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Six Surprising Facts About Energy Drinks

Six Surprising Facts About Energy Drinks

Energy drinks boost your adrenaline, but not without health risks.

When we drink an energy drink (ED) we feel more alert and energetic, which is not so very different from how we feel when we drink a cup of sweetened coffee: we rapidly receive an energy boost and we confidently go back to our demanding chores, whether mental or physical.

Believed to improve mental and physical performances, EDs are very popular among adolescents and young adults. But do EDs really work? And what are the effects of EDs on the body?

If you really are a fan of EDs and think you need your daily dose, keep these 6 facts in mind to safely get the energy you crave.

1. EDs stimulate the nervous system

It’s proven that EDs stimulate the sympathetic nervous system releasing adrenaline and noradrenaline, and so they temporarily improve our cognitive functions (memory, verbal fluency, attention) and enhance wakefulness.

2. Not all ingredients are active

Common ED ingredients are caffeine, glucose, vitamins B, plant extracts (like guarana, ginseng, ginkgo), taurine, glucuronolactone. Many of these ingredients are advertised as energizing, but in fact do not have scientifically proven biological properties when ingested in the amounts present in EDs. This is true for taurine, glucuronolactone, and ginseng and ginkgo extracts.

On the other hand, caffeine and sugar are both abundant in EDs and are certainly responsible for at least part of the energizing effects of EDs. Interestingly, the stimulant properties of guarana are also due to caffeine because its seeds contain twice as much caffeine as coffee beans).

3. It’s not a sports drink

Contrary to sports drinks, EDs do not contain salts that are meant to replenish salt levels in the body after sweating. In reality, EDs even facilitate dehydration because of their high content of caffeine. So be sure not to drink EDs during exercise!

4. Drinking more than two cans is dangerous

If one or two daily cans of ED may enhance cognitive functions, more than that causes restlessness, anxiety and irritability because of an overstimulation of the nervous system.

More than two cans of ED per day will flood your body with over 200 mg of caffeine, which will significantly increase your blood pressure and heart and respiratory rates, and cause dehydration. Loss of body water will impair the regulation of body temperature, reduce plasma volume, and disturb the cardiovascular system.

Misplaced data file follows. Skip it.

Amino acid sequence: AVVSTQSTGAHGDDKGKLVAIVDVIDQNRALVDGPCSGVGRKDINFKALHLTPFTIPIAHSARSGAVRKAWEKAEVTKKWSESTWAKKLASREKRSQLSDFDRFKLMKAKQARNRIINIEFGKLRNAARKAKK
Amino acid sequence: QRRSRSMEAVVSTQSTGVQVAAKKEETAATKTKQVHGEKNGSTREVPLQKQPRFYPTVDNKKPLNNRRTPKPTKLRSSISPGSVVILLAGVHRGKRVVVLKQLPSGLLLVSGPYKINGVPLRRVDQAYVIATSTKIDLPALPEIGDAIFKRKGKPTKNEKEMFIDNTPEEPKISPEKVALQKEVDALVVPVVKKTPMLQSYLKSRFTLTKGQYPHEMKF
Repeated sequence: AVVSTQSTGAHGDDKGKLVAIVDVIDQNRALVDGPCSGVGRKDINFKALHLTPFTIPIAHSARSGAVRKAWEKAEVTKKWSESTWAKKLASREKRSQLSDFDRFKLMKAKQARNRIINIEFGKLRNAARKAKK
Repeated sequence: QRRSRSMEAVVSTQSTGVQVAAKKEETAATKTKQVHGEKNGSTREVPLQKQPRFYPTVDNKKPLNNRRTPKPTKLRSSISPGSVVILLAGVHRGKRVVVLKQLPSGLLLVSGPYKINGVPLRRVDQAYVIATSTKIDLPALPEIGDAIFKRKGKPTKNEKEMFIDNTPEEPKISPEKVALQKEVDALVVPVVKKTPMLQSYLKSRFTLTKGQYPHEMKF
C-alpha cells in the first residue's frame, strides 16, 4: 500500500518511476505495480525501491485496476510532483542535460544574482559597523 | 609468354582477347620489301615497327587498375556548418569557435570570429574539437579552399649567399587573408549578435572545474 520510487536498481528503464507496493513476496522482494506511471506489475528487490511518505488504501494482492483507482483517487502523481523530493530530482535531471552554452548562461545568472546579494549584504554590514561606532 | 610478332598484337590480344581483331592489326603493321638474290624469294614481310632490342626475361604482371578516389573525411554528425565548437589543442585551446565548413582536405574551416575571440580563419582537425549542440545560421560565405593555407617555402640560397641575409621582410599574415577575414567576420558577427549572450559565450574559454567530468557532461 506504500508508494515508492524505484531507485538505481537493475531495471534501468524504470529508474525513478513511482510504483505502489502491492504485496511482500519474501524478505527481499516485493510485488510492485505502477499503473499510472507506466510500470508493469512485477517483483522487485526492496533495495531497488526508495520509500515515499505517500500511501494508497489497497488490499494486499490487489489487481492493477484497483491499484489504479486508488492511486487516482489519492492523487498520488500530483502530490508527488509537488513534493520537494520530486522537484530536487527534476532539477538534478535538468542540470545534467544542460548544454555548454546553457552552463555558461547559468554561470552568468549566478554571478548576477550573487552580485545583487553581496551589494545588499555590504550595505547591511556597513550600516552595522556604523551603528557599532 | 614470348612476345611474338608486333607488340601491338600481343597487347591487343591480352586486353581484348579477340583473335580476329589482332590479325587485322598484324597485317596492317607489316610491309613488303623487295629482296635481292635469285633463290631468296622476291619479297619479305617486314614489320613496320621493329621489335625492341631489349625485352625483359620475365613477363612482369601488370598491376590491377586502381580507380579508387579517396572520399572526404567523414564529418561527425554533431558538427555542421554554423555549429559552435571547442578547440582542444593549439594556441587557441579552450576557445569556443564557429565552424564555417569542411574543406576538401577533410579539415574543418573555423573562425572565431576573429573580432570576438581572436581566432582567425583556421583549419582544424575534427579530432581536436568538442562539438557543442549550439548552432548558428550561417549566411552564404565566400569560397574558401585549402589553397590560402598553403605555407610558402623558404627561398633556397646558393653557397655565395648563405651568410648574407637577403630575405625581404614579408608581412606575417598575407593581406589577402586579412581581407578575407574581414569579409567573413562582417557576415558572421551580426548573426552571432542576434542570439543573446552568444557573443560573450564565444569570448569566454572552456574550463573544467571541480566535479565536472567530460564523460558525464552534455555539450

With this in mind, be sure to follow Mayo Clinic’s recommendation:

“Try to limit yourself to about 16 ounces (500 ml, corresponding to 2 cans) a day”, but “if you have an underlying condition such as heart disease or high blood pressure, ask your doctor if EDs may cause complications”.

5. EDs are full of sugar

EDs are extremely rich in sugar: two cans (500 ml) contain an average of about 54 grams of sugar, which measures up to 13 teaspoons! Drinking too many EDs favors obesity, insulin resistance, and ultimately diabetes.

6. Don’t mix with alcohol

Mixing EDs with alcohol is very dangerous! By decreasing the feeling of fatigue, EDs blunt the depressant effects of alcohol, leading people to drink more. The hazardous combination will compromise cognitive functions (thinking and reasoning), thus encouraging risky behaviors and increasing the risk of accidents. Furthermore, it will facilitate the development of alcohol dependence and alcohol poisoning with very serious consequences.

In conclusion, the most recent research suggests that if you are healthy and limit your EDs to one or two cans per day, you can enjoy the (short-lived) energy boost while avoiding adverse health effects.

…But what about those thirteen teaspoons of sugar?!

Cavka A, Stupin M, Panduric A, Plazibat A, Cosic A, Rasic L, Debeljak Z, Martinovic G, & Drenjancevic I (2015). Adrenergic System Activation Mediates Changes in Cardiovascular and Psychomotoric Reactions in Young Individuals after Red Bull (©) Energy Drink Consumption. International journal of endocrinology, 2015 PMID: 26124829
Higgins, J., Tuttle, T., & Higgins, C. (2010). Energy Beverages: Content and Safety Mayo Clinic Proceedings, 85 (11), 1033-1041 DOI: 10.4065/mcp.2010.0381

Agnese Mariotti

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  • ijstaartindeoven
    August 15, 2015, 16:00

    Kortom ver van weg blijven dit vergif.